Dissection in the anatomy lab at McMaster is an intense learning experience. The soul is not part of the curriculum, but spiritual notions infuse the annual Service of Gratitude for those who donated their bodies to science
Jon Wells, The Hamilton Spectator
A student taps a hammer against a skull key, a type of chisel, to open the cranium.
Holding a brain for the first time is a remarkable moment, says Nick Simard, a biomedical engineering student.
He likens it to the “overview effect” astronauts had seeing the Earth – a cognitive shift in awareness.
“You hold someone’s life; their memories, emotions, everything that is the makeup of a unique human being.”
Under brilliant lab lights: green scrubs, blue surgical gloves, bright faces and wide eyes peering over masks.
On the tables: body cavities of heavily-fixed cadavers open, the skin appearing like sheets dipped in coffee.
Bruce Wainman, the director of McMaster’s anatomy program, often notes the juxtaposition: young students and old cadavers, the beginning and end.
(And driving home the observation, one of the students in tonight’s class is in the midwifery program, training to bring babies into the world.)
To the uninitiated the scene in the dissection suite is jarring, but not for long.
There is no blood; blood is life. And there is little odour. Formaldehyde, used for fixing cadavers, is carcinogenic, so levels are kept low in the lab. It smelled stronger in your high school biology dissection class.
Students are animated dissecting cadavers but speak with reverence of the donors.
“It’s about respect,” says Robyn Murray, who is studying physiotherapy. “I have to give myself completely to the cadaver, because these people chose to donate and they wouldn’t want me to shy away from it.”
Nick Simard calls it a journey of discovery, “how all these veins, arteries, nerves, and muscles are interwoven in this beautiful network, all of them working together synergistically.”
Dissection reveals natural aging but also pathologies from unhealthy living: a massive liver, perhaps genetic but more likely the liver grew as it continually repaired connective tissue damaged by such things as consuming excessive cholesterol and alcohol.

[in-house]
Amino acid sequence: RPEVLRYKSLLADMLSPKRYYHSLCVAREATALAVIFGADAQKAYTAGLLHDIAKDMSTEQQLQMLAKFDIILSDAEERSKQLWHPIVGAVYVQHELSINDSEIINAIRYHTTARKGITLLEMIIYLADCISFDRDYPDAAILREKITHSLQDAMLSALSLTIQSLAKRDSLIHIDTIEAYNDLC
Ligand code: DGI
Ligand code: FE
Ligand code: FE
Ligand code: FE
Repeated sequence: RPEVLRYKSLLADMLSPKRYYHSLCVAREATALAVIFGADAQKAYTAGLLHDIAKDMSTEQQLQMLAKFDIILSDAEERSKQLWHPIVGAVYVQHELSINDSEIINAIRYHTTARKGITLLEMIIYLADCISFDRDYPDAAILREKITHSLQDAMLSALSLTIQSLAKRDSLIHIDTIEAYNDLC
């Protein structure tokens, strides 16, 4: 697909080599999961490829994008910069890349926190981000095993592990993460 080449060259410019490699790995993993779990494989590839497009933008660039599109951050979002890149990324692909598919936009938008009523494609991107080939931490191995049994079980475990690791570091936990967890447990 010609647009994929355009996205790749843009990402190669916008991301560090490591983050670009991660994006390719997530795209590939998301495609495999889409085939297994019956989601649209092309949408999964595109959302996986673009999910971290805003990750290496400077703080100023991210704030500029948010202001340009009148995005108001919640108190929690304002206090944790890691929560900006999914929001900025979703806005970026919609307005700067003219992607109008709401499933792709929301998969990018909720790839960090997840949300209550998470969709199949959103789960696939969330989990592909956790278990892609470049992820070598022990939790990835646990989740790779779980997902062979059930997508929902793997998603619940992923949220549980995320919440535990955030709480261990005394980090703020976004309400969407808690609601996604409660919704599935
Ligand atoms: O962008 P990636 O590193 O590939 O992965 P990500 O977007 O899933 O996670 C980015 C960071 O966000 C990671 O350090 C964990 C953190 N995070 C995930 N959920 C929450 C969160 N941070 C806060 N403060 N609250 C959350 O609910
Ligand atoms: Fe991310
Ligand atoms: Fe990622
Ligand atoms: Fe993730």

Black spots dot the lungs on one cadaver: likely workplace exposure to asbestos, causing chronic obstructive pulmonary disease. To the touch, the lung has no density, it feels spongelike. The same would be true for a heavy smoker’s lung.
Students never report findings to families. They don’t know the identities of the cadavers, nor are they trained pathologists.
“Oh! Here it is!”
A student finds the pituitary gland, a pea-sized piece of tissue attached to the base of the brain, that controls functioning of other endocrine glands that produce hormones to regulate metabolism, sexual function, reproduction, and growth.
Later, more excitement, finding the arbor vitae – “the tree of life,” white matter found in the cerebrum of the brain.
“Teachers work a lifetime to get this kind of engagement from students,” Wainman says.
Touching and holding organs from a cadaver is a powerful experience that cannot be duplicated using multimedia or plastic models.
But there is a school of thought that suggests other modes of learning could be, if not the same as using cadaverous material, at least as functionally useful to train doctors.
A 2014 study in the U.S. concluded that cadaver-based instruction is more effective than computer-simulated teaching, and all of the largest medical schools still dissect.
But some use cadavers less, and one in the U.K. has opted to stop dissection altogether in favour of models and digital imaging, arguing that cadaver dissection can be stressful for students and uncomfortable for those with cultural barriers.
Resources are one issue: A steady supply of body donations is required, and it costs McMaster about $2,000 per cadaver to prepare and store them in the lab, in addition to cremation costs when the donor is finished “teaching,” also covered by the program.
Wainman believes McMaster strikes a good balance between using technology and cadavers to teach, which includes prepared prosected specimens, which means their demand for cadavers is not as high as medical schools such as Western’s or University of Toronto’s.
He is not on a body donation drive, but wants people to know about the work they do and, for those who feel they might want to donate, that it’s a good thing both for them and the anatomy program.
“I think it’s the last great thing you can probably do.”
Andrew Palombella, the head of prosection, is alone in the lab. He fills a syringe with a pink latex solution. He cuts an incision in the neck of a cadaver with a scalpel, inserts a syringe into the carotid artery, and slowly injects the solution, which will flow into the base of the brain.
“It will make the vessels pop with colour, which make it look more the way it would appear in life, and easier to see.”
He injects seven cadavers in preparation for practice by neurovascular surgical residents. The cadavers are lightly fixed, keeping them pliable, more life-like, the skin and tissue colour resembling a living patient.
If the solution does not flow well, the vessels won’t show colour. The surgical skills session will reveal if it worked.